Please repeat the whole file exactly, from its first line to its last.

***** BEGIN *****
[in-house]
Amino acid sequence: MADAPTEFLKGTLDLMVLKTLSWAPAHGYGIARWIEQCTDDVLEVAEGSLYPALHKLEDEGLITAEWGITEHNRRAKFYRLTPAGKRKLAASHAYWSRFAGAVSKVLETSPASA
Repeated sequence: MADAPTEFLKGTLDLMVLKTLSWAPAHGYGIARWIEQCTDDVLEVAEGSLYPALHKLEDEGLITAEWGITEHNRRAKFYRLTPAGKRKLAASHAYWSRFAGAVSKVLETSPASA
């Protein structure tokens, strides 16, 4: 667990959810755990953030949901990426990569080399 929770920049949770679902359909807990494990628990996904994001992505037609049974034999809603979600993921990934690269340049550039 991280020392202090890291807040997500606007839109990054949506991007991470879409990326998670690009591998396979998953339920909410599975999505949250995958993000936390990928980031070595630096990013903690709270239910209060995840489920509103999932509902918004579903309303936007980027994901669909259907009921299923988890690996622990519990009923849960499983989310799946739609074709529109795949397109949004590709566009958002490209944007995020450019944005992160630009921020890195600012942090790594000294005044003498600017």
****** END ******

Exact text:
[in-house]
Amino acid sequence: MADAPTEFLKGTLDLMVLKTLSWAPAHGYGIARWIEQCTDDVLEVAEGSLYPALHKLEDEGLITAEWGITEHNRRAKFYRLTPAGKRKLAASHAYWSRFAGAVSKVLETSPASA
Repeated sequence: MADAPTEFLKGTLDLMVLKTLSWAPAHGYGIARWIEQCTDDVLEVAEGSLYPALHKLEDEGLITAEWGITEHNRRAKFYRLTPAGKRKLAASHAYWSRFAGAVSKVLETSPASA
């Protein structure tokens, strides 16, 4: 667990959810755990953030949901990426990569080399 929770920049949770679902359909807990494990628990996904994001992505037609049974034999809603979600993921990934690269340049550039 991280020392202090890291807040997500606007839109990054949506991007991470879409990326998670690009591998396979998953339920909410599975999505949250995958993000936390990928980031070595630096990013903690709270239910209060995840489920509103999932509902918004579903309303936007980027994901669909259907009921299923988890690996622990519990009923849960499983989310799946739609074709529109795949397109949004590709566009958002490209944007995020450019944005992160630009921020890195600012942090790594000294005044003498600017």